Ann Althouse Is A Law Professor

By Jesse Taylor
Wednesday, September 17, 2008 4:57 EDT
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Apparently, Wisconsonians (?) are a sympathetic people:

York notes that “nearly all commentators” have accepted Obama’s assertion that he voted for the bill because he was concerned about protecting young children from sexual predators, but:

The fact is, the bill’s intention was to mandate sex education, especially concerning contraception and the prevention of sexually-transmitted diseases, for children before the sixth grade and as early as kindergarten. Obama’s defenders may howl, but the bill is what it is.

If you still think the McCain ad lies about Obama, please explain why, using the text of the ad.

It seems to me that all the McCain ad does is decline to accept Obama’s self-serving characterization of the reason why he voted for the bill. But study the text and the legislative history of the bill, as York has, and try to explain how it can possibly be considered a lie to say that he voted for comprehensive sex education for kindergartners.

York’s entire investigation relies on this clause:

Each class or course in comprehensive sex education in any of grades K through 12 shall include instruction on the prevention of sexually transmitted infections, including the prevention, transmission and spread of HIV.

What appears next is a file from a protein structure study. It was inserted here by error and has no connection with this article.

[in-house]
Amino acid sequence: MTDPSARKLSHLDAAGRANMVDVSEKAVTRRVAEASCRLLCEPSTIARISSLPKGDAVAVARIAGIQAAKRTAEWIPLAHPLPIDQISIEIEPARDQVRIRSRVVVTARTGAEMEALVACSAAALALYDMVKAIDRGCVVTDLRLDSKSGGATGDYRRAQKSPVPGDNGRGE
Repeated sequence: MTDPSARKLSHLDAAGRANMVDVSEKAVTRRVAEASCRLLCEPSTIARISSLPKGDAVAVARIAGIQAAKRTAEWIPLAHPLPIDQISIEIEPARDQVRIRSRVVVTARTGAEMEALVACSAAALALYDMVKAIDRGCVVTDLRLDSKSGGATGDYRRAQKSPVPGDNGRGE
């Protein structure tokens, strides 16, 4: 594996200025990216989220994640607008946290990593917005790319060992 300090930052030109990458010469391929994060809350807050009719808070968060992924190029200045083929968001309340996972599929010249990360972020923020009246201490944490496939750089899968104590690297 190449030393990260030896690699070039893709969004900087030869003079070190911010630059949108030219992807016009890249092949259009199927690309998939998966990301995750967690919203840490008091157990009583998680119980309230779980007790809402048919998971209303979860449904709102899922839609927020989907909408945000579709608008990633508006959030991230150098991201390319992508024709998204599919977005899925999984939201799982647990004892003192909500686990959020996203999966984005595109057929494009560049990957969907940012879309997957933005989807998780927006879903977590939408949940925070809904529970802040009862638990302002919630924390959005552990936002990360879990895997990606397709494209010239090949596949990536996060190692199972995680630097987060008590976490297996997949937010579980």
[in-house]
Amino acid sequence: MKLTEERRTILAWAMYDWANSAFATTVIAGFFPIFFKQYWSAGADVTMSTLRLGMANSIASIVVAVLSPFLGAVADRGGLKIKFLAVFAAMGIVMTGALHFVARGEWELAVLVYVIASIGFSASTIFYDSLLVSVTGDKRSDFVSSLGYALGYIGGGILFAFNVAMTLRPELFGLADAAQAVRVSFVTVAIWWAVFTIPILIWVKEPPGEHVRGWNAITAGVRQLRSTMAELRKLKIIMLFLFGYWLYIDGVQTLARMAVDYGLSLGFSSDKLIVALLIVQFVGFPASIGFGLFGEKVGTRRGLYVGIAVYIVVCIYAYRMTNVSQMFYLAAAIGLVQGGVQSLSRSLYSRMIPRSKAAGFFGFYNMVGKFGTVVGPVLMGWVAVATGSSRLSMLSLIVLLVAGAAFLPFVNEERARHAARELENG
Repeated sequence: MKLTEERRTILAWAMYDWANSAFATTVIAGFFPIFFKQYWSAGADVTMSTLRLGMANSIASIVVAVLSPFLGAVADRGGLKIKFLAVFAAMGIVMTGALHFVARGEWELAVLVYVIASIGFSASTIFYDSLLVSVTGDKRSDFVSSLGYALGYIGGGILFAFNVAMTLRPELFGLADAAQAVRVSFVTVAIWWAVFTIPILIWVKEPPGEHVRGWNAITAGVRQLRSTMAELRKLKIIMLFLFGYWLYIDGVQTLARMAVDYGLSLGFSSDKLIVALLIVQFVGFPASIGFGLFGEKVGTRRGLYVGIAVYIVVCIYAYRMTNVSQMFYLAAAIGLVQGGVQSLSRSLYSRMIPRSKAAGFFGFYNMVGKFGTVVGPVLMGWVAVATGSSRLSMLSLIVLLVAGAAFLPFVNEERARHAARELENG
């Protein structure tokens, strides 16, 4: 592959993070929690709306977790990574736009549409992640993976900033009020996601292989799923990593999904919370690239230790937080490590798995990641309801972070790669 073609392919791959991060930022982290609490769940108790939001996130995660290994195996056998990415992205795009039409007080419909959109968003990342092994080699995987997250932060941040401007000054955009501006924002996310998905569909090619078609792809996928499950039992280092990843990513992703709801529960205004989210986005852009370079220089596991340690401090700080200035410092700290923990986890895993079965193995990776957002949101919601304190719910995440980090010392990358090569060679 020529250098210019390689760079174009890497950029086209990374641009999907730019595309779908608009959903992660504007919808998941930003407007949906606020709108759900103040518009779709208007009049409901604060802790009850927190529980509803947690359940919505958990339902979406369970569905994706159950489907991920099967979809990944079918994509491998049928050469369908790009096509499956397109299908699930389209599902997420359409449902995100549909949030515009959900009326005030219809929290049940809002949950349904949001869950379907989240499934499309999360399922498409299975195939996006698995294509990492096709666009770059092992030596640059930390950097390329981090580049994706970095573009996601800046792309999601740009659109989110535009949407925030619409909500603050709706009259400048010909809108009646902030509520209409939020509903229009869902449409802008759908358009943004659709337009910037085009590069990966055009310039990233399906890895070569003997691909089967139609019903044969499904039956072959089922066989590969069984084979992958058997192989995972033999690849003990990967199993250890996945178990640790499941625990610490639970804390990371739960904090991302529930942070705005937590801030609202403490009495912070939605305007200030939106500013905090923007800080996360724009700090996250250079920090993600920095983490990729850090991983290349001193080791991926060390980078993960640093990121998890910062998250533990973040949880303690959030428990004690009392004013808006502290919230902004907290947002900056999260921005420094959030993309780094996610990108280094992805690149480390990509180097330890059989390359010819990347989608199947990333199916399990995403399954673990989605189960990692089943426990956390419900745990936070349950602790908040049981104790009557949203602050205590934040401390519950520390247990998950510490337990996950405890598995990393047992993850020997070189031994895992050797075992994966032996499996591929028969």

Now, two things have to be assumed here in order to get to Althouse’s reading. The first is that the K through 12 marker requires that comprehensive sex education be taught in every grade level contained therein. That’s a bizarre reading of the law, requiring you to think that a curriculum which was never taught every single year before and which wouldn’t be taught every year after the passage of the bill would be made into a mysteriously yearly mandate. The other assumption is that the only thing which the bill is mandating is the same comprehensive sex education for every grade level from K through 12, which

Jesse Taylor
Jesse Taylor
Jesse Taylor is an attorney and blogger from the great state of Ohio. He founded Pandagon in July, 2002, and has also served on the campaign and in the administration of former Ohio Governor Ted Strickland. He focuses on politics, race, law and pop culture, as well as the odd personal digression when the mood strikes.
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